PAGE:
Two weeks ago, the Otero County Commission issued a cease-and-desist letter to the Forest Service, saying the fence “amounts to nothing short of criminal trespass by your personnel, potential animal cruelty and several other violations of state criminal or civil law.”
The agency replaced a barbed-wire fence with a 3-foot pipe fence that elk and deer, but not cattle, can jump over. Hundreds of elk, deer and feral hogs are still able to drink from the creek.
Mr. Moseley said the Forest Service created an opening in the fence for cattle, but Albuquerque lawyer Blair Dunn, who represents the county on the issue, said, “It’s really a needle in a haystack for the cows to figure out how to get into the 10-foot space.”
The Forest Service fence runs along the county line on the side of a mountain, which ranchers say creates a dangerous situation for cattle and motorists.
“So when the cows come down off the hill, they’re hitting the road and then they can’t get out of the way,” said Mr. Dunn. “People travel up and down that road, and there have been instances where cows get hit, people get property damage and injured by the fact that they’ve basically bottlenecked these cows onto a road.”
The Forest Service used to open the gates routinely to allow the cattle access to the creek, but critics say agency has become increasingly rigid in its dealings with the ranching community throughout the rural West.
“It’s not just the Forest Service,” said Mr. Dunn. “Since the beginning of the year on a lot of issues — Endangered Species Act issues, federal land-management issues, easements and use of federally controlled property — we’ve seen federal agencies become extremely defiant toward any sort of local input and extremely adverse to allowing people to continue to use things they’ve used in some instances for 100 years.”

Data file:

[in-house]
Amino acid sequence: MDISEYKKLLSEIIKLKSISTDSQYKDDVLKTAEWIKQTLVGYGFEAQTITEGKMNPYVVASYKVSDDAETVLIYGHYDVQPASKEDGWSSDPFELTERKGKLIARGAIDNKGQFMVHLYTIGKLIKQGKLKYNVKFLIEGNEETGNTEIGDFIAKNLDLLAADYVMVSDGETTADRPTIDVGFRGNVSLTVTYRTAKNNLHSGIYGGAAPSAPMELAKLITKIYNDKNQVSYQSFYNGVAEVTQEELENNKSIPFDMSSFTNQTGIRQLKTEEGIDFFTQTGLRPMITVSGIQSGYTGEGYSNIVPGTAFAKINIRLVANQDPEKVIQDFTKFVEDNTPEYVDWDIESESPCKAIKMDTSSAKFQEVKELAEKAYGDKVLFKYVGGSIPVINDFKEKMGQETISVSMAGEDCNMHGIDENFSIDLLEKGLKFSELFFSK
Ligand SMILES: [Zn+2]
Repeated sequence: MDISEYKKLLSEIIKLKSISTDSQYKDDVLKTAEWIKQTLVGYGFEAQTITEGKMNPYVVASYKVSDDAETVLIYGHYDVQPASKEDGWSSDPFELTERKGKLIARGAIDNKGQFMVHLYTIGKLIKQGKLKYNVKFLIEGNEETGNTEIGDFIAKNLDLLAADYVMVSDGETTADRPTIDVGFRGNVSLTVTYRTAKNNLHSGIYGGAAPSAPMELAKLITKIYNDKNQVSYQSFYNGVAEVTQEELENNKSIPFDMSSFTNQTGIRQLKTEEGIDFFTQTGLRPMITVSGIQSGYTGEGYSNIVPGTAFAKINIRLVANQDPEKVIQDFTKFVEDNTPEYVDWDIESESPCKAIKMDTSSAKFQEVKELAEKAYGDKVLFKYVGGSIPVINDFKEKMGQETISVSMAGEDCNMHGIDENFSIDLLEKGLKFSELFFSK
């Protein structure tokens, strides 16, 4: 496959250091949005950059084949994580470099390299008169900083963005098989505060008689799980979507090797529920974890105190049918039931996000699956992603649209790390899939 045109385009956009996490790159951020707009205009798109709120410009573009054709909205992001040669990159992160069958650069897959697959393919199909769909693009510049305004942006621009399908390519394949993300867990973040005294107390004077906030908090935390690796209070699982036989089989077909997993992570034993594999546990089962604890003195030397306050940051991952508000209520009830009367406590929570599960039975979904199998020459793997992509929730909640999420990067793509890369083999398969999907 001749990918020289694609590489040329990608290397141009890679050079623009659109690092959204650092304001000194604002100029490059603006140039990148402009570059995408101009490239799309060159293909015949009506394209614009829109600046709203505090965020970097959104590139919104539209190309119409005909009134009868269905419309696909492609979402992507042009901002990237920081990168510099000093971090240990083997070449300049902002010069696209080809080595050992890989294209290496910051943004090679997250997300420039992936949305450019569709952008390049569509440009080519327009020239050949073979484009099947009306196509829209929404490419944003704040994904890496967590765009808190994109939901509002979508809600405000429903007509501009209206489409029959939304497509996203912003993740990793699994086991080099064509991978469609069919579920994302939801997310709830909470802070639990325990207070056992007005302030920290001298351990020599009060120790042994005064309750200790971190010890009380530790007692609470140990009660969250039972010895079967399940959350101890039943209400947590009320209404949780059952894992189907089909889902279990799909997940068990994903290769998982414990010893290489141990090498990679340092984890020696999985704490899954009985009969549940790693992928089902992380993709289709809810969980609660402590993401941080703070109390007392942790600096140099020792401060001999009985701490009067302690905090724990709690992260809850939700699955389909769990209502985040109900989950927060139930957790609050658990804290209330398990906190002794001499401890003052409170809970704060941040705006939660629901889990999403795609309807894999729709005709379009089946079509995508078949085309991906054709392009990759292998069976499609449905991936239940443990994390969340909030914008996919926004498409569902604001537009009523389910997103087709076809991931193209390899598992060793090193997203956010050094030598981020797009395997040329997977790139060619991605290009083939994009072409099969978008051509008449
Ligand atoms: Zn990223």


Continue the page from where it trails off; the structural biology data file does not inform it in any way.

He said there is speculation that John Podesta, who became White House senior counsel in December, initiated the tougher policies. A former head of the left-wing Center for American Progress, Mr. Podesta is known as a staunch environmentalist and hard-liner on climate change.
Local Forest Service employees have acknowledged that their orders are coming from Washington, Mr. Dunn said.
“The guys on the ground, the ones that we’re dealing with day to day, generally tend to be people that understand,” said Mr. Dunn. “Where we run into that rub is when the local person says, ‘If it were up to me, I’d be really happy to help you out, but D.C. is saying no, we have to do it this way, and I don’t have a choice.’ And they’re unable to cooperate at all now, because they’ve been told, ‘Don’t.’”
With summer fast approaching and no end to the drought in sight, ranchers worry that the cattle may not survive if they can’t find water.
Rancher Judyann Holcomb Medeiros, in testimony last week before the commission, said the Forest Service fence was “unfairly discriminatory against our water rights.”
“I love the land. It’s a wonderful place, and we take care of it and protect it, but it’s very detrimental to have our cattle fenced off water when we have a right to it,” Ms. Medeiros said.